EDINBURGH (Reuters) - Tens of thousands marched through the streets of Edinburgh on Saturday to show support for Scottish independence from the United Kingdom, a cause Scottish nationalists say has drawn strength from Britain’s struggles to leave the European Union.
The campaigners waved giant blue Scotland flags and sported kilts as they congregated in a park near the Scottish Parliament building.
The Scottish National Party (SNP), which backs secession from the UK and has almost half the seats in the country’s devolved parliament, starts its annual conference on Sunday.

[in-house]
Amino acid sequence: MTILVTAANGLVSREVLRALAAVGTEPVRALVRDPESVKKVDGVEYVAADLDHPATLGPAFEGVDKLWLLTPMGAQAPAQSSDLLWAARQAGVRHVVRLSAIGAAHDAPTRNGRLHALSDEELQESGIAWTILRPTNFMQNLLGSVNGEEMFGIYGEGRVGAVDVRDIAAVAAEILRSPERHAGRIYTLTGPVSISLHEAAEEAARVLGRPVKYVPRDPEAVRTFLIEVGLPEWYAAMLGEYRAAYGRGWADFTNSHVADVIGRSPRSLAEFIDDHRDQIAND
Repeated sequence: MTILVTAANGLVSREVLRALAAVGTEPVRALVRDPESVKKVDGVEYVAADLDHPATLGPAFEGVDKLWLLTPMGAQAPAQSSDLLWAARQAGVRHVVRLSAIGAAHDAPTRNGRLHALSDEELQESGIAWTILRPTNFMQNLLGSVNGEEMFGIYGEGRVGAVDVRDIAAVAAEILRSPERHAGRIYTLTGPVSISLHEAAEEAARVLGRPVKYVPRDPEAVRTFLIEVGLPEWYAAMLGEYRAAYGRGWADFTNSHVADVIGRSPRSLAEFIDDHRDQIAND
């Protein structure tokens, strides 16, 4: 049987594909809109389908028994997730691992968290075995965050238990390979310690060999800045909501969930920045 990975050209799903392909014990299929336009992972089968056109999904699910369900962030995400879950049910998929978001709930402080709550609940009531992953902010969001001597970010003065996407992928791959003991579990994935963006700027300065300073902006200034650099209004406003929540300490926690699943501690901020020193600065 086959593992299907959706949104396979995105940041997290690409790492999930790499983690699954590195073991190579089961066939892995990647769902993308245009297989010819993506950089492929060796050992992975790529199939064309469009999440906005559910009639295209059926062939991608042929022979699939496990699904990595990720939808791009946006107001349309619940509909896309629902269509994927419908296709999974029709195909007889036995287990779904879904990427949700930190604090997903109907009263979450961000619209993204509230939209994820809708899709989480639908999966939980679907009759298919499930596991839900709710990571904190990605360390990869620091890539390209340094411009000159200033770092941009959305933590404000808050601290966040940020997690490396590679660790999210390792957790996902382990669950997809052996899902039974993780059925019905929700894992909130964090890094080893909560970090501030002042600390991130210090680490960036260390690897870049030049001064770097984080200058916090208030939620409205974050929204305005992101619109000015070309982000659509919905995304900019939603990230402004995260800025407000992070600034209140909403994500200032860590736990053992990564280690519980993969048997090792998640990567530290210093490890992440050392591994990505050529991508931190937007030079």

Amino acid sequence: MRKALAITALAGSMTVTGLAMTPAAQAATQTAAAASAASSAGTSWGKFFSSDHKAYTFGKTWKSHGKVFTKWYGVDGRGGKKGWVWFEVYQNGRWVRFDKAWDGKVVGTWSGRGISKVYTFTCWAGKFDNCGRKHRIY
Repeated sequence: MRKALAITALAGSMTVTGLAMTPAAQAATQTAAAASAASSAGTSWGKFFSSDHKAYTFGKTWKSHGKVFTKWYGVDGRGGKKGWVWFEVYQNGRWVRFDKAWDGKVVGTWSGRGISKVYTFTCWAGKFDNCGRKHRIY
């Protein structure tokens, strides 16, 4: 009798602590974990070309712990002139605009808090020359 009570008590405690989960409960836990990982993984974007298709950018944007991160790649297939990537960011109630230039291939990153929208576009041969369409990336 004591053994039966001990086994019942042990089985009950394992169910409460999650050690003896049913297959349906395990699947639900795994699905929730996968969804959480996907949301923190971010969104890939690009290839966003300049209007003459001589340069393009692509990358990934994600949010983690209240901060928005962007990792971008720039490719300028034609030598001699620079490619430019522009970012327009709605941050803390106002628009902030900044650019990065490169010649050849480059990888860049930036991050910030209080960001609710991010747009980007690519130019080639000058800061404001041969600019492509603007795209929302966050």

A Reuters journalist at the march estimated there were several tens of thousands of people present. There were a handful of pro-union counter-protesters waving British flags.
Scots voted to stay in the European Union in 2016 by a large margin, but Britain as a whole voted to leave. The Brexit process has since put Scotland’s devolved nationalist government increasingly at loggerheads with the UK’s Conservative leadership.
Scotland rejected independence by a 10 percentage point margin in a 2014 referendum.
Most polls show public support for Scottish independence from the UK stuck at the same 45 percent level it has been since the 2014 vote, although a recent poll showed backing for a split from the UK has ticked up in a sign of discontent over Brexit.
Reporting by Russell Cheyne, writing by Andy Bruce, Editing by William Maclean